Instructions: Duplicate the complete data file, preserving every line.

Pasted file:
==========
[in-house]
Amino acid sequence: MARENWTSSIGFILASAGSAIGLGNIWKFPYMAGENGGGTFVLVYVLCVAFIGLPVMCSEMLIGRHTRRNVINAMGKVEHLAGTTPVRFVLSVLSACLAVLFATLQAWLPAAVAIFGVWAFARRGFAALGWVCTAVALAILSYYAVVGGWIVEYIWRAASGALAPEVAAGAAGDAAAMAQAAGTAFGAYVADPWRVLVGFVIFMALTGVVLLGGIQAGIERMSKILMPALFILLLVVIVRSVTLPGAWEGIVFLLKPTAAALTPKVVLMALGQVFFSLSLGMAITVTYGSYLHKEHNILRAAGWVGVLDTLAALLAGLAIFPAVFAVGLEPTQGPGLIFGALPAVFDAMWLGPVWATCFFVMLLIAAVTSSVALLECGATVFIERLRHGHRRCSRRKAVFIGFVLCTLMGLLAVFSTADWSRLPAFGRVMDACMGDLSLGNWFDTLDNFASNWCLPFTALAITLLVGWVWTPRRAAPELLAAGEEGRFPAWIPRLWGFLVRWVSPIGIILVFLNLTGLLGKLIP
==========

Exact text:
[in-house]
Amino acid sequence: MARENWTSSIGFILASAGSAIGLGNIWKFPYMAGENGGGTFVLVYVLCVAFIGLPVMCSEMLIGRHTRRNVINAMGKVEHLAGTTPVRFVLSVLSACLAVLFATLQAWLPAAVAIFGVWAFARRGFAALGWVCTAVALAILSYYAVVGGWIVEYIWRAASGALAPEVAAGAAGDAAAMAQAAGTAFGAYVADPWRVLVGFVIFMALTGVVLLGGIQAGIERMSKILMPALFILLLVVIVRSVTLPGAWEGIVFLLKPTAAALTPKVVLMALGQVFFSLSLGMAITVTYGSYLHKEHNILRAAGWVGVLDTLAALLAGLAIFPAVFAVGLEPTQGPGLIFGALPAVFDAMWLGPVWATCFFVMLLIAAVTSSVALLECGATVFIERLRHGHRRCSRRKAVFIGFVLCTLMGLLAVFSTADWSRLPAFGRVMDACMGDLSLGNWFDTLDNFASNWCLPFTALAITLLVGWVWTPRRAAPELLAAGEEGRFPAWIPRLWGFLVRWVSPIGIILVFLNLTGLLGKLIP